|For one memorable winter, El Niño made the perfect scapegoat. The climate phenomenon obscure to many in the fall of 1997 was a household word by the spring of 1998, implicated in floods, droughts, tornadoes, and a major ice storm. Before and after the deluge of media hype, NCAR experts pursued their long-term analysis of El Niño, one of several ocean-atmosphere cycles that shape our global climate and might themselves be shaped by climate change.|
Peruvian navy captain Camilo Carillo makes one of the first public statements linking the name "El Niño" to the periodic warming noted just off the nation's coastline by Peruvian sailors.
On a huge sheet of poster board, NCAR senior scientist Michael Glantz has traced the outlines of experimental and operational climate prediction as we know it. There are fifteen rows, one for each of the world's major dynamical or statistical computer models that anticipate El Niño. The eight columns represent dates from March 1996 through September 1997. Within each cell of the array is a verbal outlook for El Niño--a model's best estimate of when the trade winds will weaken, the gentle east-to-west slope of the Pacific tropics will slacken, and waters warmer than 26 degrees Celsius (79 degrees Fahrenheit) will collect atop the normally cooler seas off the coasts of Ecuador and Peru.
One model correctly predicted an El Niño for 1997-98 as far in advance as December 1996. Most others didn't call for an event until it began to take shape in March-April 1997. And one model, a pioneer that correctly predicted the onset of two previous El Niño events, steadfastly said "no El Niño" this time, even as one of the century's great ones built to its peak intensity.
As an El Niño forecast tool, history is just as imperfect as computer models. El Niños arrive roughly once every three to six years, but the interval between visits can stretch from less than a year to as much as a decade. El Niños have become more frequent and lengthier over the past 20 years. Meanwhile, La Niña--a periodic cooling of the eastern tropical Pacific that historically alternates with El Niño--has occurred less often in this period.
As a social scientist, Glantz knows how hard it can be for people and computers alike to get a handle on El Niño. He began researching its human side not long after coming to NCAR in 1974, well before El Niño was familiar to most atmospheric scientists or the public. For years Glantz has organized meetings and chaired working groups to promote awareness of El Niño and its impacts, largely through activities funded by the United Nations Environment Program. His timely 1996 book, Currents of Change, the first popular paperback overview of El Niño, became a surprise international hit.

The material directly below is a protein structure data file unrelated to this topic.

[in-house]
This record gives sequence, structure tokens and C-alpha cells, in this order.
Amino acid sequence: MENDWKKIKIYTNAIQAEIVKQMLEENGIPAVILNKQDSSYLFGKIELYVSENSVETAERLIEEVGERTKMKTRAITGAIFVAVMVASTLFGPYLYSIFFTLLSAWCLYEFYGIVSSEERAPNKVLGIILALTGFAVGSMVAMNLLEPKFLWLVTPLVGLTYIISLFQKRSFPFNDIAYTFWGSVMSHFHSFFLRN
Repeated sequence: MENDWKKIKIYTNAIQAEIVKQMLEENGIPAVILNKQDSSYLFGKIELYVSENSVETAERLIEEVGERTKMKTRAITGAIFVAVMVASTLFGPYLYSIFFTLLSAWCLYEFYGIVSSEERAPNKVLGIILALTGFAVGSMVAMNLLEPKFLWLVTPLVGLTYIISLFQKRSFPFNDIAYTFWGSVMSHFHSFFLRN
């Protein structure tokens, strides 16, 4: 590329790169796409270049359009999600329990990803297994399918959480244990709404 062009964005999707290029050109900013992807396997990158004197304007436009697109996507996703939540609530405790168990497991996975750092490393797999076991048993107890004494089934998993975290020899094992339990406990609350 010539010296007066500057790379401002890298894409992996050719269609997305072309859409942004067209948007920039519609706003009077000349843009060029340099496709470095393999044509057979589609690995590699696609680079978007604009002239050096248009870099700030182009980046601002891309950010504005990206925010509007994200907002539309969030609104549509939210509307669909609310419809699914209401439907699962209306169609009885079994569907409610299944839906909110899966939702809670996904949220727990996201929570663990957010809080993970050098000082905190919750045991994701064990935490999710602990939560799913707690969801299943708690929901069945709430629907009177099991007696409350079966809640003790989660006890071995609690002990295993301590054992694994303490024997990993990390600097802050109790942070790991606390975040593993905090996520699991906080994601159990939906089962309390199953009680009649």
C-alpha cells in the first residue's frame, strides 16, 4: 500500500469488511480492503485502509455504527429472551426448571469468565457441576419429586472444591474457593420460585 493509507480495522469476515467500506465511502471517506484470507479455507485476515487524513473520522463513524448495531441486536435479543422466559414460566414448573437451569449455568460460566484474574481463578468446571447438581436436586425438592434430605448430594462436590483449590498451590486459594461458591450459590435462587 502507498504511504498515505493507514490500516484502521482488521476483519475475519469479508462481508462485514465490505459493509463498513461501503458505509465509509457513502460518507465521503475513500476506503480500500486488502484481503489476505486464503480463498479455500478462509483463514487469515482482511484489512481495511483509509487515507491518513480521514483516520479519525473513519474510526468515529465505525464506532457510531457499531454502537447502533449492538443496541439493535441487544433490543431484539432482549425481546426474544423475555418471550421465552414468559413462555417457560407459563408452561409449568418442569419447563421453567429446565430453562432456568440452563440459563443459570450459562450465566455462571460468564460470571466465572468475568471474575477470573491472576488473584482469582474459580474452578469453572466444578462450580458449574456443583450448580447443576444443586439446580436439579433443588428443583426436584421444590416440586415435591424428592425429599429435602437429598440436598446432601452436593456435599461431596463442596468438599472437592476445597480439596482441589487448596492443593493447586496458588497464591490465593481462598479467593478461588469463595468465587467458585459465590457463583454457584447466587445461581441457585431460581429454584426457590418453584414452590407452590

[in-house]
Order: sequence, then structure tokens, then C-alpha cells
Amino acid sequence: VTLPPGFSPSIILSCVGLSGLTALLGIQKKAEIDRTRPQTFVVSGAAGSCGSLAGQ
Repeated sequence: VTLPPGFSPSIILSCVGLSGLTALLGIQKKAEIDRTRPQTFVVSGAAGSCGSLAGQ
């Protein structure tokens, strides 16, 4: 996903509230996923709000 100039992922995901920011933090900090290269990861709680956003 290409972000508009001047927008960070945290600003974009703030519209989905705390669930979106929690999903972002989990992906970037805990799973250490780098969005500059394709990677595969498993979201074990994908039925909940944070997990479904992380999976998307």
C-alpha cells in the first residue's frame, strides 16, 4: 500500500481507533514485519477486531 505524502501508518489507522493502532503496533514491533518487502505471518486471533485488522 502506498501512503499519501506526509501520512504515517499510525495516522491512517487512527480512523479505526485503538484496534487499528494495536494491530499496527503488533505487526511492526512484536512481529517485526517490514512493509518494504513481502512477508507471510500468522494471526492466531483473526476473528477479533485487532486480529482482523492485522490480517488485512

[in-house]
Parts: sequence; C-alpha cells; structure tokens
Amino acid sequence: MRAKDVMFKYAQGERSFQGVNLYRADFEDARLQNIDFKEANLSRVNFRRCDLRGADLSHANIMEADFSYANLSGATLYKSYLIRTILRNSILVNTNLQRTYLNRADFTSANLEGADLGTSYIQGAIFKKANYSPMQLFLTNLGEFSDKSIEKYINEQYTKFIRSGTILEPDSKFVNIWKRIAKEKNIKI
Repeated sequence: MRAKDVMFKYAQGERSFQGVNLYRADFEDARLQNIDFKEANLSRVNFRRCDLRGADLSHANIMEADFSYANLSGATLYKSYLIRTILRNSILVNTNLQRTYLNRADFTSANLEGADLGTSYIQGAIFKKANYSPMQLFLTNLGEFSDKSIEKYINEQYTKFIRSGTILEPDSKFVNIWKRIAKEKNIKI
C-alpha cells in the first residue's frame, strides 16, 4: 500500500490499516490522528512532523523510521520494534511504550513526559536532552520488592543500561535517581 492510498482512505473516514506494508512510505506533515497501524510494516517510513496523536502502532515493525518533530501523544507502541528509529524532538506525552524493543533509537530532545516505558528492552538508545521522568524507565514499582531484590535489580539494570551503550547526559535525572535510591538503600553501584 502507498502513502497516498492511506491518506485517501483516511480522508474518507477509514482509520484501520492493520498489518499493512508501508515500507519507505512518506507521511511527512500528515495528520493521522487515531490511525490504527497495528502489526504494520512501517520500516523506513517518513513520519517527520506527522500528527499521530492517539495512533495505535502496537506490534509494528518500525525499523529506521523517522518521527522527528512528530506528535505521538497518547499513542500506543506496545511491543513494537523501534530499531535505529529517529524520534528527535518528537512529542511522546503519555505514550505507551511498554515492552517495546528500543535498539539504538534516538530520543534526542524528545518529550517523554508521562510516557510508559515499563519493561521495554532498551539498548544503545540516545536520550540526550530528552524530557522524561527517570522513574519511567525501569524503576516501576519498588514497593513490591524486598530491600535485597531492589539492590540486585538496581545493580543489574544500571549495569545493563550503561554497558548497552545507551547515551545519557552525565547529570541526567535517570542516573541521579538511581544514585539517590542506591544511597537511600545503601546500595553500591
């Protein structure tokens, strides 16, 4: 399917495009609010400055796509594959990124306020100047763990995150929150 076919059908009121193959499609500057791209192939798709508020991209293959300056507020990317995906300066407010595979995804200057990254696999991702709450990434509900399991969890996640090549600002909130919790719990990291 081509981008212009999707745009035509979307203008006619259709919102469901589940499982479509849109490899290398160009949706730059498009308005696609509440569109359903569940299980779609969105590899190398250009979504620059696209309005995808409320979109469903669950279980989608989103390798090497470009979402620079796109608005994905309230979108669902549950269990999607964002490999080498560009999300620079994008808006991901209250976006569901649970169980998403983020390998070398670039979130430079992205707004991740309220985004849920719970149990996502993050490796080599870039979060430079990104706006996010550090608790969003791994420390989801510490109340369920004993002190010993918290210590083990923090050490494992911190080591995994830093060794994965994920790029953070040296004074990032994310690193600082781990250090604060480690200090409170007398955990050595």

Glantz enjoys asking questions, and El Niño provides him with lots of opportunities to do so. The term is Spanish for "the boy child"--or, when capitalized, "the Christ child"--because Peruvian sailors and fishers, who named the phenomenon, most often observed it around Christmas. Scientists refer to the coupled ocean-atmosphere event as the El Niño/Southern Oscillation, or ENSO.
As the eastern equatorial Pacific warmed through the spring of 1997, scientists around the globe put forth dramatic predictions of likely El Niño impacts for the winter of 1997-98. Their outlooks were among the best-publicized climate forecasts in history and, in large part, they were correct. Drought and fire plagued Indonesia. Floods washed away parts of South America, California, the U.S. Gulf Coast, and sub-Saharan Africa. In addition, a freak ice storm paralyzed Quebec and northern New England, and killer tornadoes plowed across the Deep South.
Still, Glantz wonders how to gauge the success of the forecasts of El Niño impacts. It's hard to determine exactly how much El Niño had to do with some of the events just listed, such as the tornadoes and ice storm. And some classic El Niño effects weren't seen at all. Contrary to expectations, the Indian monsoon arrived on schedule, and Australians got a decent winter-wheat crop, thanks to timely rains in the midst of a prolonged drought.
As El Niño builds and warm water spreads across a vast surface, the water helps to warm the atmosphere above it. The globally averaged air temperature can climb more than one-half degree F during a strong El Niño. Could the recent tendency of El Niño to linger have anything to do with global warming? Kevin Trenberth thinks it might. The NCAR senior scientist was the first to rigorously connect the 1988 U.S. drought and heat wave with atmospheric circulation changes triggered by that year's La Niña. He is also one of the first scientists to assert that global climate change may be prodding the Pacific into more frequent El Niños.